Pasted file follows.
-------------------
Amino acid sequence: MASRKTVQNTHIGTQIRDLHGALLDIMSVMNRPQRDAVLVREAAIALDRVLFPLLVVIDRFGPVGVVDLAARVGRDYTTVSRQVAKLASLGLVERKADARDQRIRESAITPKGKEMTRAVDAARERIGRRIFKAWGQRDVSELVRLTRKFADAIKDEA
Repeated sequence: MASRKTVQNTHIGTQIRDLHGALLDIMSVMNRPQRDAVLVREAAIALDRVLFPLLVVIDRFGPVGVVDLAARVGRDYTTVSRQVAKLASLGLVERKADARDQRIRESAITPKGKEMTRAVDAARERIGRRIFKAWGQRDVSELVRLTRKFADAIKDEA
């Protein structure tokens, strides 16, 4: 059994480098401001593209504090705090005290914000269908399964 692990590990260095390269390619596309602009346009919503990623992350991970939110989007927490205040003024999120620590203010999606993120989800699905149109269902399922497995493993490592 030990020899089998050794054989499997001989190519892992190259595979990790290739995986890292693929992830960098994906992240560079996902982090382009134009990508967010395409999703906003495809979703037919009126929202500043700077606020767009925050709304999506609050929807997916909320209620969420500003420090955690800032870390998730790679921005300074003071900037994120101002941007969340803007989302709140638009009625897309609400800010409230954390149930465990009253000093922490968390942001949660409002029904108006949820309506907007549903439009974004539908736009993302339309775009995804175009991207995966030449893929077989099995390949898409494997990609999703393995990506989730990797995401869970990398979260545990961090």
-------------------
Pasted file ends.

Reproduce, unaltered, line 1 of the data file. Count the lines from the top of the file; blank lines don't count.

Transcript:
Amino acid sequence: MASRKTVQNTHIGTQIRDLHGALLDIMSVMNRPQRDAVLVREAAIALDRVLFPLLVVIDRFGPVGVVDLAARVGRDYTTVSRQVAKLASLGLVERKADARDQRIRESAITPKGKEMTRAVDAARERIGRRIFKAWGQRDVSELVRLTRKFADAIKDEA